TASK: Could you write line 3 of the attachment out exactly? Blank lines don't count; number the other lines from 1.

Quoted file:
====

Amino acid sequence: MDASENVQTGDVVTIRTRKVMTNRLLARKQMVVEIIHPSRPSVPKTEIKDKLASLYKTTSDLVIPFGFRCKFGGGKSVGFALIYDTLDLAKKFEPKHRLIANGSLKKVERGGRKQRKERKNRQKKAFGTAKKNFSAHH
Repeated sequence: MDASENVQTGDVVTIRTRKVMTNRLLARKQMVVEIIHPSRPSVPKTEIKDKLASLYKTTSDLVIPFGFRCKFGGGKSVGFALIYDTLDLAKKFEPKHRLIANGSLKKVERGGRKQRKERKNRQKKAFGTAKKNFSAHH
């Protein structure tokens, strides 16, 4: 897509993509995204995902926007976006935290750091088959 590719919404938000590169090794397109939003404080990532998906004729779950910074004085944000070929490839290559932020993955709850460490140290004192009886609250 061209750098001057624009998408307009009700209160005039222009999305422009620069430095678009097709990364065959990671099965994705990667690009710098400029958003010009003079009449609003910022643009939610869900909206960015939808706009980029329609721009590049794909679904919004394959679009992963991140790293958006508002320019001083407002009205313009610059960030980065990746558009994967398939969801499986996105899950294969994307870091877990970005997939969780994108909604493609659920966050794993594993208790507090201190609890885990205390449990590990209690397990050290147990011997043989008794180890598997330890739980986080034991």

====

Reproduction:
């Protein structure tokens, strides 16, 4: 897509993509995204995902926007976006935290750091088959 590719919404938000590169090794397109939003404080990532998906004729779950910074004085944000070929490839290559932020993955709850460490140290004192009886609250 061209750098001057624009998408307009009700209160005039222009999305422009620069430095678009097709990364065959990671099965994705990667690009710098400029958003010009003079009449609003910022643009939610869900909206960015939808706009980029329609721009590049794909679904919004394959679009992963991140790293958006508002320019001083407002009205313009610059960030980065990746558009994967398939969801499986996105899950294969994307870091877990970005997939969780994108909604493609659920966050794993594993208790507090201190609890885990205390449990590990209690397990050290147990011997043989008794180890598997330890739980986080034991």